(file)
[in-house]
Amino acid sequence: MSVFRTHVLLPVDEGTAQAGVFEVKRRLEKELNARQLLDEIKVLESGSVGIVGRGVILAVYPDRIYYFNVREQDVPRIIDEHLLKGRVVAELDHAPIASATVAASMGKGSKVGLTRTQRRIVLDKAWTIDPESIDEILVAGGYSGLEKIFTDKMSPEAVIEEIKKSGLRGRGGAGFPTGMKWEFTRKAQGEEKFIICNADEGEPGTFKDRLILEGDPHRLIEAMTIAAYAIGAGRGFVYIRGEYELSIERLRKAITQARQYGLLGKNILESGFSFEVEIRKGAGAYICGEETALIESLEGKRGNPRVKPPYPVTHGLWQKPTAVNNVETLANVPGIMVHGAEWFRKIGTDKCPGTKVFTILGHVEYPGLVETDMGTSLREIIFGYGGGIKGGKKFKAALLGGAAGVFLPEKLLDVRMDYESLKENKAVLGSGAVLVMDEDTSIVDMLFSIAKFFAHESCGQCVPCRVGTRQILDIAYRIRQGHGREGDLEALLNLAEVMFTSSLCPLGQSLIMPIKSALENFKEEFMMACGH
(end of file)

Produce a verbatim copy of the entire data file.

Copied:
[in-house]
Amino acid sequence: MSVFRTHVLLPVDEGTAQAGVFEVKRRLEKELNARQLLDEIKVLESGSVGIVGRGVILAVYPDRIYYFNVREQDVPRIIDEHLLKGRVVAELDHAPIASATVAASMGKGSKVGLTRTQRRIVLDKAWTIDPESIDEILVAGGYSGLEKIFTDKMSPEAVIEEIKKSGLRGRGGAGFPTGMKWEFTRKAQGEEKFIICNADEGEPGTFKDRLILEGDPHRLIEAMTIAAYAIGAGRGFVYIRGEYELSIERLRKAITQARQYGLLGKNILESGFSFEVEIRKGAGAYICGEETALIESLEGKRGNPRVKPPYPVTHGLWQKPTAVNNVETLANVPGIMVHGAEWFRKIGTDKCPGTKVFTILGHVEYPGLVETDMGTSLREIIFGYGGGIKGGKKFKAALLGGAAGVFLPEKLLDVRMDYESLKENKAVLGSGAVLVMDEDTSIVDMLFSIAKFFAHESCGQCVPCRVGTRQILDIAYRIRQGHGREGDLEALLNLAEVMFTSSLCPLGQSLIMPIKSALENFKEEFMMACGH